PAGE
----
Covenant: When We Left Paradise

51qeth4pmal-_uy250_

The friendships of four children are tested by family dysfunction, relocation and the changes of the 1960s. Set in semi-rural, part-suburban Florida, this short novel takes the children through school integration, civil rights, and the explosion of rock’n’roll music. Secrets and betrayal lurk beneath the seemingly normal surface. Orchie and Red seek love and a meaningful life, Bobby escapes his abusive grandfather and learns the truth of his parents’ deaths, and Lucy goes in search of her tribal family near the Everglades after her father leaves the family. In the atmosphere of the Gulf Coast’s vacationland, the circus, and great swaths of wilderness, their journeys tell the story of an era but are also universal. 

Covenant, by Mary Clark, Kindle

Excerpts from Covenant:

She saw clearly when she left paradise. He left the garden, seeing the world for the first time.

It is 1960.

Elvis’ voice is an ellipse from every hamburger joint. In rural Florida, subdivisions and truck farms, migrant workers camps, quarries, parks, ranches, rodeos, and small villages dissect the sprawl of the land. The circuses—Ringling Brothers, Barnum and Bailey, Clyde Beatty and the Cole Brothers—winter at the fairgrounds.

Children sit on their front lawns listening to transistor radios play soul and the blues, country, pop, and rock ‘n’ roll, words burning down in the sun, staying like liquid metal in their brains. Blue-jean babies, leather-jacket ladies, flying beyond their parents’ call.

Fishermen found Larson’s boat drifting on an estuary. The next morning, his body was found below an old boat ramp.

“He must have fallen, hit his head, gone overboard,” Earl said, “and his boat kept on going.”

Red and Orchie walked to Bobby’s house. He was standing at the end of his driveway, as if he had been waiting for them.

“The police came here and told me my dad was dead.” Bobby stuffed his hands in his jeans’ pockets. “I didn’t feel anything.” He hunched his shoulders. “But when they said I couldn’t live here anymore, I . . . I started to cry.”

Orchie put her arm around his shoulders.

In silence as they walked to the orange groves, Orchie imprinted on her memory the freckled nose and sprout of hair on the back of Bobby’s head, the too-small tee-shirt, the too-big blue jeans, and vowed never to forget.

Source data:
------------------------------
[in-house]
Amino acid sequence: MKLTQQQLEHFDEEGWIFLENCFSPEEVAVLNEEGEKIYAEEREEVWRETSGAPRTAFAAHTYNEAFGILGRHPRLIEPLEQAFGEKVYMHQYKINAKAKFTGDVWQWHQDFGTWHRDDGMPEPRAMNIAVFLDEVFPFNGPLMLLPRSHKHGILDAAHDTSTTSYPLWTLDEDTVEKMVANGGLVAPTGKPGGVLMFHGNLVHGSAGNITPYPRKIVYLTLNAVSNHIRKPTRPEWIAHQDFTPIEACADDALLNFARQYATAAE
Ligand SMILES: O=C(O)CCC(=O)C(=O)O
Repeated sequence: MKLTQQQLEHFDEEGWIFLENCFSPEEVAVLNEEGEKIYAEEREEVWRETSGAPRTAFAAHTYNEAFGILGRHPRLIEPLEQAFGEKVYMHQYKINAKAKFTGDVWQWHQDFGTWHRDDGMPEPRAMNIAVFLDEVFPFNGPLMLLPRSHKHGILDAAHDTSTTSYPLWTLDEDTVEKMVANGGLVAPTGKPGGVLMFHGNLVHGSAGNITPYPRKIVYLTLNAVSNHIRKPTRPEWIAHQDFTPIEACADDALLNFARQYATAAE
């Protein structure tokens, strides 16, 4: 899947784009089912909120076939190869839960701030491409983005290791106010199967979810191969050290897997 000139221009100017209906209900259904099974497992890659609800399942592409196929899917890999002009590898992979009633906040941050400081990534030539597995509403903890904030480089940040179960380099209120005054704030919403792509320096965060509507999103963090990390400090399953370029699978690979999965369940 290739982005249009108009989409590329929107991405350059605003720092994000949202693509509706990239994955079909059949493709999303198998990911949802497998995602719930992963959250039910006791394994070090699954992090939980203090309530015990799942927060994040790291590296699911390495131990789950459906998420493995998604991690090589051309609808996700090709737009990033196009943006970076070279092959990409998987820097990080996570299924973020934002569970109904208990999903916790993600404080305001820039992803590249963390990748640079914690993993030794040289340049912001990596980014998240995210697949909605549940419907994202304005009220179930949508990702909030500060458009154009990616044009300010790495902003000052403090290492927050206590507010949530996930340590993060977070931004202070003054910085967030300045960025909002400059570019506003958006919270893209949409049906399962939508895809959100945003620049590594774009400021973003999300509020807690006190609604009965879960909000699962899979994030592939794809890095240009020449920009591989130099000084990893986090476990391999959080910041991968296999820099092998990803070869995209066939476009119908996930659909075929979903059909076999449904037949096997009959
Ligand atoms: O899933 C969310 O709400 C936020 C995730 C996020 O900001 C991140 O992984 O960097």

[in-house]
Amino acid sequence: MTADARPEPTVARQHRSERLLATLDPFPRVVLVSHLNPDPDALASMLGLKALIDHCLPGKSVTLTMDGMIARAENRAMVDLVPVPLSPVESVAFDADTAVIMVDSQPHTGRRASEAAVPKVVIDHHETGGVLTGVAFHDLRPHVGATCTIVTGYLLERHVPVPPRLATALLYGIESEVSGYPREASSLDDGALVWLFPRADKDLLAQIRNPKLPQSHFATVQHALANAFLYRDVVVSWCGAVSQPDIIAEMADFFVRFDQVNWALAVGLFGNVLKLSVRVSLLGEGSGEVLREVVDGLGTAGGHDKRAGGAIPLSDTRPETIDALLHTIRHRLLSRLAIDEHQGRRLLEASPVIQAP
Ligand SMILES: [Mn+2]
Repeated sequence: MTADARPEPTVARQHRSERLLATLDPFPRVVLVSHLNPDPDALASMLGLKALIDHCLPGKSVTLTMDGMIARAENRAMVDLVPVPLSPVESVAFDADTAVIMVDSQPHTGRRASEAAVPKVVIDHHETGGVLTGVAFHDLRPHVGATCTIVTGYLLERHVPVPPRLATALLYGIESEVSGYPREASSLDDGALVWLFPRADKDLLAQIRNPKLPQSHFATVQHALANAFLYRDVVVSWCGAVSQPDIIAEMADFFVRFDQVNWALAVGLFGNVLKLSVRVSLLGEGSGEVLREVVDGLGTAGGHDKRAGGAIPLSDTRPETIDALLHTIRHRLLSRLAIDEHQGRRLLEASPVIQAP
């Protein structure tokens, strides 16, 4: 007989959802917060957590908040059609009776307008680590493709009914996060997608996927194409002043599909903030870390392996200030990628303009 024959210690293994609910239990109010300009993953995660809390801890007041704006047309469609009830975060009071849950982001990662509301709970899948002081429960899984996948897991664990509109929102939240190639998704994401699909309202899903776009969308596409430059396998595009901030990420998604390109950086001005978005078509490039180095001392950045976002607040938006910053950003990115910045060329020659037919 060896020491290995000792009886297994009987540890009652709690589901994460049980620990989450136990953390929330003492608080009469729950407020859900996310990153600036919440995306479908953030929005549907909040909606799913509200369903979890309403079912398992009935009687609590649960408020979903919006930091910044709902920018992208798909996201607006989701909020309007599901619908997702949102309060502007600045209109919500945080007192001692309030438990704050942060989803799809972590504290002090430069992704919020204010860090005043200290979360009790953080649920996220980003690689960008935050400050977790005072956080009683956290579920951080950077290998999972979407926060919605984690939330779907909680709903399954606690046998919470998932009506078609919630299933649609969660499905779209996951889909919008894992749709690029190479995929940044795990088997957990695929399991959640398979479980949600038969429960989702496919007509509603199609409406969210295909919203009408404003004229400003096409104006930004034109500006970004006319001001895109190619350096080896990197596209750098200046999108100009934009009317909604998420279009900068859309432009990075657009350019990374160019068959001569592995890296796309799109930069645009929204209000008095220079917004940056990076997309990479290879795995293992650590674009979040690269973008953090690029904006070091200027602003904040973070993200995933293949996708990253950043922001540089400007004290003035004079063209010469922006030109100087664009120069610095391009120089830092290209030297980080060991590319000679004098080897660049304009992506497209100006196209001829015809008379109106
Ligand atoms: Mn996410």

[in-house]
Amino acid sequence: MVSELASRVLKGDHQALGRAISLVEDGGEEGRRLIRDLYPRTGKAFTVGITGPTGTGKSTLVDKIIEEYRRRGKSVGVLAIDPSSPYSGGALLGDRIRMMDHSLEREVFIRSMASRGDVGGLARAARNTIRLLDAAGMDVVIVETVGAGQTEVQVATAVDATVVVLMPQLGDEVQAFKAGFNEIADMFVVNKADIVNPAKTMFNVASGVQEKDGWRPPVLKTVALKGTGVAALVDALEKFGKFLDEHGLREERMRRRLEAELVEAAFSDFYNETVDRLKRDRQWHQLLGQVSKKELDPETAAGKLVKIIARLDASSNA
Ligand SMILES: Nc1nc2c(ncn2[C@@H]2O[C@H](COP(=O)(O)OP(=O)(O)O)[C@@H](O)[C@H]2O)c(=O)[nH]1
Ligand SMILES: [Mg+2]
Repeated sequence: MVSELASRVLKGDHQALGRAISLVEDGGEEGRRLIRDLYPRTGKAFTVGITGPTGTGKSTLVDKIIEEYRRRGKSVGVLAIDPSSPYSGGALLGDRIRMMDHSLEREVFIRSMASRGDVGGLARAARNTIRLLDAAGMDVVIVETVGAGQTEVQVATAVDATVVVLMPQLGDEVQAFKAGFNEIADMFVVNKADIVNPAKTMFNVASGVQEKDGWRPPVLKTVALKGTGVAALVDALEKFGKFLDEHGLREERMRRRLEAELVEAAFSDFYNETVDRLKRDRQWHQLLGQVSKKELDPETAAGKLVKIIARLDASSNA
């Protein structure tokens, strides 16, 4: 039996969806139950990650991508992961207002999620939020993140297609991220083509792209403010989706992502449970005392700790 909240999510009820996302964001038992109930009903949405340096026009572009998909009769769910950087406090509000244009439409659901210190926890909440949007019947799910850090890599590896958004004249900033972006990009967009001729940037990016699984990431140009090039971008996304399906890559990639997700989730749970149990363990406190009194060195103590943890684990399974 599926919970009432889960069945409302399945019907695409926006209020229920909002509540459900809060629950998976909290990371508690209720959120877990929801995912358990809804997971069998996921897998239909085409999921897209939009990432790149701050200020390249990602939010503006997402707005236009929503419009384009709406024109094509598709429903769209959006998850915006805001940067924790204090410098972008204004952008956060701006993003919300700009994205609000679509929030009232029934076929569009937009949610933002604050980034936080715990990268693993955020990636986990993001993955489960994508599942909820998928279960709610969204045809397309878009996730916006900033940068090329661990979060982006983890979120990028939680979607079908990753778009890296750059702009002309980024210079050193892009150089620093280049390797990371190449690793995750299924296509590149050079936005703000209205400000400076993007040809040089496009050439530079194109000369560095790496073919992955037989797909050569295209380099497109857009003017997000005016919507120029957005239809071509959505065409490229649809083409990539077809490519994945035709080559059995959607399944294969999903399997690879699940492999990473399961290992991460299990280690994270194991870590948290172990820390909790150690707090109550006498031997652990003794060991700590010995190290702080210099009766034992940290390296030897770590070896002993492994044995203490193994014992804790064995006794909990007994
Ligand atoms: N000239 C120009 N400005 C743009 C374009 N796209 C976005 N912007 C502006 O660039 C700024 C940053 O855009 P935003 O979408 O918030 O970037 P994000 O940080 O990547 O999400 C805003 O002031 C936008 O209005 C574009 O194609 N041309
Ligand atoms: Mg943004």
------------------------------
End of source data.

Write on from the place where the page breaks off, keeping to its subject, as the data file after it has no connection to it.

A vision of the trading ships of the world coming into the harbor, bringing their gift, their legacy—sailing, sailing—the heavy vessels of the past empty their cargo and are refilled, flowing with a purpose, only to run empty across time and space to find that purpose again. Swinging across the globe and back, they circle quietly with the joy and ecstasy of fulfillment in time, until they sink into the fold and mantle of the sea, all the while creating a design so potent it shapes eternity.

Reviews:

That is a truly wonderful book Mary. I read it right through in one go and it held me spellbound. It’s like a glass of rich red wine.  You drink it slowly right to the end and then you say, Ah. – David Turnbull, writer, occupational coach

The story is soothing and stark, amusing and disquieting, individualistic and altruistic as it reflects through hours, days, months and years. Mary Clark’s writing is eloquent, even as she ‘speaks’ of poverty and violence, devastation and betrayal. It is word-rich with beautiful sensory descriptions that set the scenes – the woods, the swamps, the beaches, the small town – where the young people spend their time; a blend of raw reality and dreaminess that moves the narrative beyond the simple alliance of children to an agreement that requires them to look into their consciences and hearts. – Diane Denton, author

Plot, movement, characters, ambience, and metaphors. A series of scenes beautifully created and sewn together. Very satisfying. The complete picture will remain with you. – Sally young-eslinger, poet

Leave a Reply

Fill in your details below or click an icon to log in:

WordPress.com Logo

You are commenting using your WordPress.com account. Log Out /  Change )

Google photo

You are commenting using your Google account. Log Out /  Change )

Twitter picture

You are commenting using your Twitter account. Log Out /  Change )

Facebook photo

You are commenting using your Facebook account. Log Out /  Change )

Connecting to %s